Graham Reynolds Is Not of This Earth
"The immediate problem when you approach the scoring of a science-fiction film is that it's set in the future or on an alien world or whatever the story demands of you musically," explains Austin composer Graham Reynolds.
Reynolds, who, amidst a seemingly infinite number of musical projects with Golden Arm Trio and its myriad offshoots, composed the score for Richard Linklater's ani-daptation of Philip K. Dick's A Scanner Darkly and knows whereof he speaks. In addition to A Scanner Darkly, Reynolds has composed future-fluent sound for Austinite Justin Hennard's moody Moonlight by the Sea, Fritz Lang's Metropolis, the infamous Turkish Star Wars (with Buzz Moran's Foleyvision), and 1970s disco hack Meco's favorite: a series of all Star Wars covers shows.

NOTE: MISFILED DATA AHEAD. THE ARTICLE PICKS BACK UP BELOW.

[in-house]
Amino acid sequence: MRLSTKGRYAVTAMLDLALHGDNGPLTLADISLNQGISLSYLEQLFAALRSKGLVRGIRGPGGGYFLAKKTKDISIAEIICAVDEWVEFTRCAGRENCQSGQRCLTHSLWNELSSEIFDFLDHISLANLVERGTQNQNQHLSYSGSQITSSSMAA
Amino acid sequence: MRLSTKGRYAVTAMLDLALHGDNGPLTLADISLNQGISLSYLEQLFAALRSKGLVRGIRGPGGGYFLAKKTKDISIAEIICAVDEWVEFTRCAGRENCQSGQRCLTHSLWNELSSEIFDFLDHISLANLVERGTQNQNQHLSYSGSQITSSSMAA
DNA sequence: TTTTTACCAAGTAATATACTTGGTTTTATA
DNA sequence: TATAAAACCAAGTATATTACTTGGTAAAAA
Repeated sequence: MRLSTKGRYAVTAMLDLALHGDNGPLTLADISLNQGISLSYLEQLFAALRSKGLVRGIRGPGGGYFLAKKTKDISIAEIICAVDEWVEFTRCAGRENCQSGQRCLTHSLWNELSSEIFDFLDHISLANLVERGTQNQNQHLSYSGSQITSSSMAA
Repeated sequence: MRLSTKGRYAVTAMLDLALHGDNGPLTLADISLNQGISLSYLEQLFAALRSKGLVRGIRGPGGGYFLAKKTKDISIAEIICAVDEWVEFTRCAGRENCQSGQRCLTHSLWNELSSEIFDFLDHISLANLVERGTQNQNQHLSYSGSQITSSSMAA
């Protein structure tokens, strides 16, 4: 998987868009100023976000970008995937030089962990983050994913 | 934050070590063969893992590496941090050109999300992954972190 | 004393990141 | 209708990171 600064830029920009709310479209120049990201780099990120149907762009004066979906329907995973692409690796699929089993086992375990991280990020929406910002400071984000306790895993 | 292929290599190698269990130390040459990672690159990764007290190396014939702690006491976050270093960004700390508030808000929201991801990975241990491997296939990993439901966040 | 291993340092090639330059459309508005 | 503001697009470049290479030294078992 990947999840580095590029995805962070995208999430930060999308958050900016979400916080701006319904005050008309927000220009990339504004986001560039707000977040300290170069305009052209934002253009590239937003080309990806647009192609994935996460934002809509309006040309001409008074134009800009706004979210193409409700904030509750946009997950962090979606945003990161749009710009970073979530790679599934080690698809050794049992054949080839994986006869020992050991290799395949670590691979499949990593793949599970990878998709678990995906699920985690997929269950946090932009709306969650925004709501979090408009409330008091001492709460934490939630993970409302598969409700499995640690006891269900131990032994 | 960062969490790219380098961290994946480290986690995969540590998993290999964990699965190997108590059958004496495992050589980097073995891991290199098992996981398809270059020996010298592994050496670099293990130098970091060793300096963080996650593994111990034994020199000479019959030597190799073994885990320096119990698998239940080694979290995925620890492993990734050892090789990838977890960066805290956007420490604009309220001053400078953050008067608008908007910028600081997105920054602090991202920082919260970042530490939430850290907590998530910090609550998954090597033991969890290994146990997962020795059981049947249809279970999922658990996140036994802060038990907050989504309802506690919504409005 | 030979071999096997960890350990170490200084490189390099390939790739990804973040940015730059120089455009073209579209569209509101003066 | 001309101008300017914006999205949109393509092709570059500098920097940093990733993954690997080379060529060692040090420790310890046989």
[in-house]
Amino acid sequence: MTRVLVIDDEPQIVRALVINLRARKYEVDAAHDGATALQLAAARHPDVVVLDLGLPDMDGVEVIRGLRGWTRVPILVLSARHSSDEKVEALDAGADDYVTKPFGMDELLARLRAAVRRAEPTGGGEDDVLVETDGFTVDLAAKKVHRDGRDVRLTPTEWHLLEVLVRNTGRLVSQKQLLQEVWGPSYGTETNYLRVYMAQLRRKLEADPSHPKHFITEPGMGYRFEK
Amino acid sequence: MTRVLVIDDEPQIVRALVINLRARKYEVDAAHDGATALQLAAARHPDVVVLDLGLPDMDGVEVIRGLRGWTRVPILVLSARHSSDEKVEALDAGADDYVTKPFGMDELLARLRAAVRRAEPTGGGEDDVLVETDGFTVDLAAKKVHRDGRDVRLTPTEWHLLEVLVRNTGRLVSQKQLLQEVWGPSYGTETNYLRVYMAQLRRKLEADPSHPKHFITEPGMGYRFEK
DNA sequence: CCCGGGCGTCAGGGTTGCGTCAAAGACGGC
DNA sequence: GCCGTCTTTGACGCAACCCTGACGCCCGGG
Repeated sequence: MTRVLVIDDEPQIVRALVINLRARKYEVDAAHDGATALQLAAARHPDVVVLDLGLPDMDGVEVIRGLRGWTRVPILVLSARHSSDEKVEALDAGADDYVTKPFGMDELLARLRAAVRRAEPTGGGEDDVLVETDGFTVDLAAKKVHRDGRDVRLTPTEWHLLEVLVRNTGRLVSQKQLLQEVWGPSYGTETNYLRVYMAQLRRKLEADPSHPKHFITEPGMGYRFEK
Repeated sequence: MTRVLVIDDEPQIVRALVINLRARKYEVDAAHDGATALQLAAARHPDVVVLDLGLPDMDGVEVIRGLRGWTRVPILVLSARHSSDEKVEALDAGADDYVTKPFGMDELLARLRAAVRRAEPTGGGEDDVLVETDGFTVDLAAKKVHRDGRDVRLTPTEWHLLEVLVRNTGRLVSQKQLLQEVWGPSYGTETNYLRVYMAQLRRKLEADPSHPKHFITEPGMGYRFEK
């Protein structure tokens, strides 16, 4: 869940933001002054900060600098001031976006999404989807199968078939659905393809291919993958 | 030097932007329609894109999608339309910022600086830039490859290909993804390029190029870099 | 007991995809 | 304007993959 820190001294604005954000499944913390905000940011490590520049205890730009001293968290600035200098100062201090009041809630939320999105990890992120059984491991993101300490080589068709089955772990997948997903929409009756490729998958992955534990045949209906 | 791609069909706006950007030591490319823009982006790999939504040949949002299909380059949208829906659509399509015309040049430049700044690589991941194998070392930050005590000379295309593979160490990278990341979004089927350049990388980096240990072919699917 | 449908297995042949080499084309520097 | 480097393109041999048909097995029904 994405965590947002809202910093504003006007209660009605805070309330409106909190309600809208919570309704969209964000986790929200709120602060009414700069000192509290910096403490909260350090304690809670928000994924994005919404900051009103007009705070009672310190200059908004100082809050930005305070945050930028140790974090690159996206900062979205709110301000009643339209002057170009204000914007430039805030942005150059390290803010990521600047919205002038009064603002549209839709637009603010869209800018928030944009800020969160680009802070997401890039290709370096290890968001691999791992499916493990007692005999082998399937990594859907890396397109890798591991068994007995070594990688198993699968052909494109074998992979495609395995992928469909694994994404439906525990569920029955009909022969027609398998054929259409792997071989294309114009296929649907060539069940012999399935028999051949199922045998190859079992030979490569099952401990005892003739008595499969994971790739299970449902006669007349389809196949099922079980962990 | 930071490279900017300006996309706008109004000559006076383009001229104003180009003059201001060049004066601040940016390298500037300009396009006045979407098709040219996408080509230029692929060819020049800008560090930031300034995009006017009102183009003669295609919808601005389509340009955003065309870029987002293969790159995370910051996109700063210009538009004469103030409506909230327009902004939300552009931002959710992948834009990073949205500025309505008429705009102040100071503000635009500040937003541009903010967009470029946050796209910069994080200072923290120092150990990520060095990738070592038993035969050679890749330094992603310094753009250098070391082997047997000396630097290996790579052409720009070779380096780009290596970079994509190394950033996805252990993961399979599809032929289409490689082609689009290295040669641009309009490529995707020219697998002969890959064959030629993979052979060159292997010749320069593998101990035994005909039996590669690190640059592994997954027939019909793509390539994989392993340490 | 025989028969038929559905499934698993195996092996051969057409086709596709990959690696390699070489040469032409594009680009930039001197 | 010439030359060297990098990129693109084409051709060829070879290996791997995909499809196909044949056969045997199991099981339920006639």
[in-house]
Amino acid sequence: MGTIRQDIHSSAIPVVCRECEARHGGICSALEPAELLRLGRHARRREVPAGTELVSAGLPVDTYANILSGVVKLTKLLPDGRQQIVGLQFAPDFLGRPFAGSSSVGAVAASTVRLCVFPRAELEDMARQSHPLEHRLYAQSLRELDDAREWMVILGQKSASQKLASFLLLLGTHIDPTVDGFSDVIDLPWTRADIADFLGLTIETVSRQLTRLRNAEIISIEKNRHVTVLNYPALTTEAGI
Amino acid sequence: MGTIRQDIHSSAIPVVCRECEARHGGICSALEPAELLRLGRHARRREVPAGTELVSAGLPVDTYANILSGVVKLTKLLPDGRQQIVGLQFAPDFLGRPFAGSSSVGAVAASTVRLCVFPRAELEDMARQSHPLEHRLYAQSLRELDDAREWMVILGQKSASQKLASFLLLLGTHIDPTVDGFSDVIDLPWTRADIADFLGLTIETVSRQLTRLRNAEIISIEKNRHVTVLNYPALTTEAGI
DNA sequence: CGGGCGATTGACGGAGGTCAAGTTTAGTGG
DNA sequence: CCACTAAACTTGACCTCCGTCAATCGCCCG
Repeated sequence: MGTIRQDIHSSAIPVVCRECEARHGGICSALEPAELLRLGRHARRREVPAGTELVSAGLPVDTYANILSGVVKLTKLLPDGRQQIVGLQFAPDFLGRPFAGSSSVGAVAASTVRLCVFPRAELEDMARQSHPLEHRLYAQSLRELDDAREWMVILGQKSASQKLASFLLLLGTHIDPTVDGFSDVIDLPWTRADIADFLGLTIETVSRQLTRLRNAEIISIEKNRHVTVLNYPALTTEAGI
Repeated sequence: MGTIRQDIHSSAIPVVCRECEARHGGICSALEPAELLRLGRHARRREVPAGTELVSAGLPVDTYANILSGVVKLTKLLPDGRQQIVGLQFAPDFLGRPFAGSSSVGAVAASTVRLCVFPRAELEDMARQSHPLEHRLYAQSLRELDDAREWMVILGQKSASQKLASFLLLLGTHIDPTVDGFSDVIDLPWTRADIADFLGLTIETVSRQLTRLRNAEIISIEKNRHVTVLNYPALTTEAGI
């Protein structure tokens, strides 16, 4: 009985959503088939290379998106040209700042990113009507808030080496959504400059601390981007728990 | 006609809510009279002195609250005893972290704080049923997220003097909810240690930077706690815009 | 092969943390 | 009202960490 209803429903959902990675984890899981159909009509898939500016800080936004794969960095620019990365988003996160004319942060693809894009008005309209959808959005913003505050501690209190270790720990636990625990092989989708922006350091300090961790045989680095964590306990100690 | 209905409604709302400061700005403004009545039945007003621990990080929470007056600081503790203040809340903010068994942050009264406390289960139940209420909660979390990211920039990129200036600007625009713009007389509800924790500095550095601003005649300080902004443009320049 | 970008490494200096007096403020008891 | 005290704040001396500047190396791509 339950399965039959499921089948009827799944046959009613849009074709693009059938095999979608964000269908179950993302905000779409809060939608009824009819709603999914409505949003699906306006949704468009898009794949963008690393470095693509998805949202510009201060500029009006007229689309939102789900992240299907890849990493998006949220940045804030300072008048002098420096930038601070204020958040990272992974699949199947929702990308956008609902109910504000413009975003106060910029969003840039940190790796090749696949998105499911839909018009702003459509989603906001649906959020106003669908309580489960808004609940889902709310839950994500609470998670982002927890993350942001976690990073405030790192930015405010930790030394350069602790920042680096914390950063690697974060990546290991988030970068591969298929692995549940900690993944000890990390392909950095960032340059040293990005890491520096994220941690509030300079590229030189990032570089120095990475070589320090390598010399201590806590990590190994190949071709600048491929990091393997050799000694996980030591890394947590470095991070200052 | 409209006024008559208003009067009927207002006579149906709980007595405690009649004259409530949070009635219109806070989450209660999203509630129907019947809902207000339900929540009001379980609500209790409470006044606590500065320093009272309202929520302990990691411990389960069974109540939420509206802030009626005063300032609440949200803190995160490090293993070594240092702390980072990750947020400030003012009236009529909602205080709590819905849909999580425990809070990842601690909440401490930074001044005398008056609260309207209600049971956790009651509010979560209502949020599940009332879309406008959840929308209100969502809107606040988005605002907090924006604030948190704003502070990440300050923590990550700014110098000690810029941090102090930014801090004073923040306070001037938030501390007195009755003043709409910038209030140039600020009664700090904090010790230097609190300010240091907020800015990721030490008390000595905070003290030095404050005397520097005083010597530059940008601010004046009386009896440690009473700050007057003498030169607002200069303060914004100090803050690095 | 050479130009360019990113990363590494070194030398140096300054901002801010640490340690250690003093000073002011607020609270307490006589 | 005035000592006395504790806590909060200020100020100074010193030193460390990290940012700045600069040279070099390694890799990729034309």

"The problem with scoring sci-fi," notes Reynolds, "is that even the newest technology is not the music of the future for very long at all. With Scanner, the first approach we talked about was an all-acoustic route. But with the drug element so integral to the film and with the disconnect between the drug storyline and an acoustic score, it just didn't work.
"Our ultimate solution, and one which echoes the fact that the film was first shot on video, was to use acoustic instruments and then transform them with digital effects. It was organically heightened. The movie is set seven years in the future, so I guess we still have a couple more years until we find out how dated the score is."